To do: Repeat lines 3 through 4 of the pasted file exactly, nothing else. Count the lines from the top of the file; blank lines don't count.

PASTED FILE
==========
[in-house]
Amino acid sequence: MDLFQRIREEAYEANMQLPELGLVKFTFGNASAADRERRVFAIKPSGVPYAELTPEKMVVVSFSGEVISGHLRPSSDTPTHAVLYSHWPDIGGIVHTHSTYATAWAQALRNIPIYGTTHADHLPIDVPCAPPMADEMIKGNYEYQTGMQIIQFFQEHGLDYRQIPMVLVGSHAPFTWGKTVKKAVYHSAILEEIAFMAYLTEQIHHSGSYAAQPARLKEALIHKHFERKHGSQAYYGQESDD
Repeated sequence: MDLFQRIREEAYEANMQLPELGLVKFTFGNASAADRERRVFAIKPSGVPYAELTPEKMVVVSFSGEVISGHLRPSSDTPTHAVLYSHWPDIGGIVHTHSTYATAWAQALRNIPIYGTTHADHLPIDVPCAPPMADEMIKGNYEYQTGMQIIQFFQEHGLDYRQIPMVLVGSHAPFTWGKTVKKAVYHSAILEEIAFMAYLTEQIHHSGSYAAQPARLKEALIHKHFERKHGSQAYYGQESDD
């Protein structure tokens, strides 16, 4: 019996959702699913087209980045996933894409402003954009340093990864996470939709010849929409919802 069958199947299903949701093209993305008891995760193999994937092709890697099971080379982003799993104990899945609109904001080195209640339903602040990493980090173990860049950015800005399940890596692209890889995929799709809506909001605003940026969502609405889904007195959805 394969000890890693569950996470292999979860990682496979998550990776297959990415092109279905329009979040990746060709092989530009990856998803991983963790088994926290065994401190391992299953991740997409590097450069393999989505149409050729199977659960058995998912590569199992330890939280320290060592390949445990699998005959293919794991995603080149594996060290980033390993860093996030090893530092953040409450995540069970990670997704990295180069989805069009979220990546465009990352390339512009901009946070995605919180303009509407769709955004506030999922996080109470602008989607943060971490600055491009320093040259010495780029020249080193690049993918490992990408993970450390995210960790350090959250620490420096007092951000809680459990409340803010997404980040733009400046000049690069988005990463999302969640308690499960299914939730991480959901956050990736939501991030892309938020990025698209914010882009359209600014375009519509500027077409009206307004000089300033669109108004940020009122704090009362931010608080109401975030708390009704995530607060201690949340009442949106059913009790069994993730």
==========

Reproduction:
Repeated sequence: MDLFQRIREEAYEANMQLPELGLVKFTFGNASAADRERRVFAIKPSGVPYAELTPEKMVVVSFSGEVISGHLRPSSDTPTHAVLYSHWPDIGGIVHTHSTYATAWAQALRNIPIYGTTHADHLPIDVPCAPPMADEMIKGNYEYQTGMQIIQFFQEHGLDYRQIPMVLVGSHAPFTWGKTVKKAVYHSAILEEIAFMAYLTEQIHHSGSYAAQPARLKEALIHKHFERKHGSQAYYGQESDD
């Protein structure tokens, strides 16, 4: 019996959702699913087209980045996933894409402003954009340093990864996470939709010849929409919802 069958199947299903949701093209993305008891995760193999994937092709890697099971080379982003799993104990899945609109904001080195209640339903602040990493980090173990860049950015800005399940890596692209890889995929799709809506909001605003940026969502609405889904007195959805 394969000890890693569950996470292999979860990682496979998550990776297959990415092109279905329009979040990746060709092989530009990856998803991983963790088994926290065994401190391992299953991740997409590097450069393999989505149409050729199977659960058995998912590569199992330890939280320290060592390949445990699998005959293919794991995603080149594996060290980033390993860093996030090893530092953040409450995540069970990670997704990295180069989805069009979220990546465009990352390339512009901009946070995605919180303009509407769709955004506030999922996080109470602008989607943060971490600055491009320093040259010495780029020249080193690049993918490992990408993970450390995210960790350090959250620490420096007092951000809680459990409340803010997404980040733009400046000049690069988005990463999302969640308690499960299914939730991480959901956050990736939501991030892309938020990025698209914010882009359209600014375009519509500027077409009206307004000089300033669109108004940020009122704090009362931010608080109401975030708390009704995530607060201690949340009442949106059913009790069994993730």